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Evaluate triple integral

$$\iiint_B xyz \, \mathrm{d}V$$

where $B$ is the portion of the unit ball in the first octant (i.e. all coordinates positive).

Our professor told us the answer is $1/48$, and $B$ are the bounds of integration, but I'm not sure how to graph this or evaluate this triple integral.

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  • $\begingroup$ are we supposed to convert to spherical or polar? if so, how? $\endgroup$ – Math19384 Apr 7 '18 at 18:52
  • $\begingroup$ youtube.com/watch?v=zFy-OpajEtA $\endgroup$ – NicNic8 Apr 7 '18 at 18:53
  • $\begingroup$ @NicNic8 i know how to do a triple integral. i'm not sure how to write the bounds of integration for this. $\endgroup$ – Math19384 Apr 7 '18 at 18:55
  • $\begingroup$ I see. It looks like someone gave you a good answer below. But let's see if we can see how to think about this problem in a good way? A simpler problem is to find the area of a 1/4 of a circle. Can you determine the bounds for that problem? Alternatively, we might know that the volume of a sphere is 4/3 pi r^3. And one quadrant would divide the volume by 8, so the answer is 4/24 pi r^3 = 1/6 pi r^3. $\endgroup$ – NicNic8 Apr 8 '18 at 19:31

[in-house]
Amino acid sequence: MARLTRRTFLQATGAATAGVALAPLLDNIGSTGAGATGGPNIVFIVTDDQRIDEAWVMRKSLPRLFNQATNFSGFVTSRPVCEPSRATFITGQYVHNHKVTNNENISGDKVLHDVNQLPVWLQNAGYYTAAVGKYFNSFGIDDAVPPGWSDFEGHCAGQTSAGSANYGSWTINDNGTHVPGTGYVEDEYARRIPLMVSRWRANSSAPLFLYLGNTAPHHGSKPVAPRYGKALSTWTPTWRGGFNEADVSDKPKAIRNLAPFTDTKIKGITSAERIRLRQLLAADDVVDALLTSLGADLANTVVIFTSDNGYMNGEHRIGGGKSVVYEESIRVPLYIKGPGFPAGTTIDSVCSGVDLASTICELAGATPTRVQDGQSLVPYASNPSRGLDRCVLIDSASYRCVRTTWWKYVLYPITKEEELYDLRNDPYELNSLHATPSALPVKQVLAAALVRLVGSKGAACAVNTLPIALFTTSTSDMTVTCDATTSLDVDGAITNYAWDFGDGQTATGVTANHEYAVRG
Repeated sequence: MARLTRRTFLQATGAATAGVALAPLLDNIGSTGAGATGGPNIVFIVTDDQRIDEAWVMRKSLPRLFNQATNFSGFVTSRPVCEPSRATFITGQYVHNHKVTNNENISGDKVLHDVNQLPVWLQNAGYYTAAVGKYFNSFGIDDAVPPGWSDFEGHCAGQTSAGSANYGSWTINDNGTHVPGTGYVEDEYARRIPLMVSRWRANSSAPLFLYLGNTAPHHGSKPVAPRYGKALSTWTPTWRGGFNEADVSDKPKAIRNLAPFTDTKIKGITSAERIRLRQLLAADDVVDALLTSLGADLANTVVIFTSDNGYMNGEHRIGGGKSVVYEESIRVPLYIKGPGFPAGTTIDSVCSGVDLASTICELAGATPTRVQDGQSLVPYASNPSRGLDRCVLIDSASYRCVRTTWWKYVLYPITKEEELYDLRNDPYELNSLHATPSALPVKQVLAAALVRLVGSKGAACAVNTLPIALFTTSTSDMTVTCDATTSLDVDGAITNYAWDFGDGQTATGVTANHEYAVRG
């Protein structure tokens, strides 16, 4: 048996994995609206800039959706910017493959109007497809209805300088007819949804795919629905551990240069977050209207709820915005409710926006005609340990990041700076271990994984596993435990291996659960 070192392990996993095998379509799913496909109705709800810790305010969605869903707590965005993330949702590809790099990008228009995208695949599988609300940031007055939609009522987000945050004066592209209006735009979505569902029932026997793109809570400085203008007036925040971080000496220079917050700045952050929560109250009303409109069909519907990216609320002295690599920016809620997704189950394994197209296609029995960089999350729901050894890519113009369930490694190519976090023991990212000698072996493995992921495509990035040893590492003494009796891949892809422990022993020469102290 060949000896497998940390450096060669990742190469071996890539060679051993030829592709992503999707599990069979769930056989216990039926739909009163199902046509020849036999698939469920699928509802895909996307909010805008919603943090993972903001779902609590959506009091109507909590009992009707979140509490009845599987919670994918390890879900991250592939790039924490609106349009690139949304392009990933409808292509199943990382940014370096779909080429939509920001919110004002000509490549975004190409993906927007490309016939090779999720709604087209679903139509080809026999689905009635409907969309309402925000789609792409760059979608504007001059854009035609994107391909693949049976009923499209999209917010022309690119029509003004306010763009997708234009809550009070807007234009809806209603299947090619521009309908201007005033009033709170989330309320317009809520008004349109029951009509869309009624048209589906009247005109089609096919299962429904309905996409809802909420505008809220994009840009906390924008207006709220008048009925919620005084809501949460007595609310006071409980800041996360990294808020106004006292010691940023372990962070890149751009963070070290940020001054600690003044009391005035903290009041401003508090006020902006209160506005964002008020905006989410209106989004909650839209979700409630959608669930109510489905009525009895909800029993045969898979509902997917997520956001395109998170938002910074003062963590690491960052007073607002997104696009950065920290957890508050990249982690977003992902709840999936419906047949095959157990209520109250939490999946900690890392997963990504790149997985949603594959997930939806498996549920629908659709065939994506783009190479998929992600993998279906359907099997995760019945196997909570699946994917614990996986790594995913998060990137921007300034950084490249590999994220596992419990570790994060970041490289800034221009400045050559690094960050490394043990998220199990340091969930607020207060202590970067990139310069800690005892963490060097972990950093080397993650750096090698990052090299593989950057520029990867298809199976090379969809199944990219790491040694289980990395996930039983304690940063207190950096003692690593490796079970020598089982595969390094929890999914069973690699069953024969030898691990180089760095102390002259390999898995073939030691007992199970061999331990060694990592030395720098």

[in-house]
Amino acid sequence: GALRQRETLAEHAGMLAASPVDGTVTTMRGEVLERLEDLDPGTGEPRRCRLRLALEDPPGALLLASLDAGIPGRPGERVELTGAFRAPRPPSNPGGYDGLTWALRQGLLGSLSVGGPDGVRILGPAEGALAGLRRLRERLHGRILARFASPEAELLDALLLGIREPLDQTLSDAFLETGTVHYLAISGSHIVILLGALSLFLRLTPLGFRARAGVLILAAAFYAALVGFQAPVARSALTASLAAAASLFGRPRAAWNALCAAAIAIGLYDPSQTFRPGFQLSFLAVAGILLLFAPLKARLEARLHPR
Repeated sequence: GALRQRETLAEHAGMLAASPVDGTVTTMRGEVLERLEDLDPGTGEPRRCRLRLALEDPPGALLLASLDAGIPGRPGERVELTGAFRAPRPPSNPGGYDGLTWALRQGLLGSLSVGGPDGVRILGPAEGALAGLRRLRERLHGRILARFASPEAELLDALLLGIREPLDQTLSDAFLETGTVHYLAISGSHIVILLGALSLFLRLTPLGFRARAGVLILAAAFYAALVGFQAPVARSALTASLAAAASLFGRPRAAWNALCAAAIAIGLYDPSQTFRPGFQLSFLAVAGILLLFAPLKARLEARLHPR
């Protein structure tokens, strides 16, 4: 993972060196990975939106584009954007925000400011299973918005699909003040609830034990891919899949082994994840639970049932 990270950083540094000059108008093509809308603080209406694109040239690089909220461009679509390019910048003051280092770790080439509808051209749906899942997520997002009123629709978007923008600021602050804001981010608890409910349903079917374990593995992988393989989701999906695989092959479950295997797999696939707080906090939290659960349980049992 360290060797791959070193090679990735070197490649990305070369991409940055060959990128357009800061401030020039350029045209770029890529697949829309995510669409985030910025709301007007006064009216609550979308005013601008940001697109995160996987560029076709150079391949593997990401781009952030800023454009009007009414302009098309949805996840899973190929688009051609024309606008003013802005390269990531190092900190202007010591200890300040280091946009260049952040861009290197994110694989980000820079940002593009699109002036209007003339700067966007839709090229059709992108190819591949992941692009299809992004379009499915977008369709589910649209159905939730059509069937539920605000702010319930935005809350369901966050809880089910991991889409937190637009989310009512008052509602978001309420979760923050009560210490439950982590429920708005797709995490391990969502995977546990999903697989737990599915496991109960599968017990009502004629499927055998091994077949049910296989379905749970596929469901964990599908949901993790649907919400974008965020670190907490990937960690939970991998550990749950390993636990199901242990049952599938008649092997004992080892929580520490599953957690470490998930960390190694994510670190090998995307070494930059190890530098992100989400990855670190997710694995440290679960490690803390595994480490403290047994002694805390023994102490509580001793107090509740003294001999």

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Use spherical coordinates for the sphere in the first orthant:

$$\;0\le r\le1,\,0\le\theta\le\frac\pi2,\,0\le\phi\le\frac\pi2\;$$

Observe that here $\;\theta\;$ is the azimuth angle and $\;\phi\;$ is the altitude, or vertical, angle. Then the integral is

$$\int_0^1\int_0^{\pi/2}\int_0^{\pi/2}\overbrace{r\cos\theta\sin\phi}^{=x}\cdot \overbrace{r\sin\theta\sin\phi}^{=y}\cdot \overbrace{r\cos\phi}^{=z}\cdot \overbrace{r^2\sin\phi}^{=\text{Jacobian}}\, d\phi\,\mathrm d\theta\,\mathrm dr=$$

$$=\int_0^1\int_0^{\pi/2}\int_0^{\pi/2} r^5\cos\theta\sin\theta\cos\phi\sin^3\phi\, d\phi\,\mathrm d\theta\,\mathrm dr=$$

$$=\left.\frac16r^6\right|_0^1\cdot\left.\frac12\sin^2\theta\right|_0^{\pi/2}\cdot\left.\frac14\sin^4\phi\right|_0^{\pi/2}=\frac16\cdot\frac12\cdot\frac14=\frac1{48}$$

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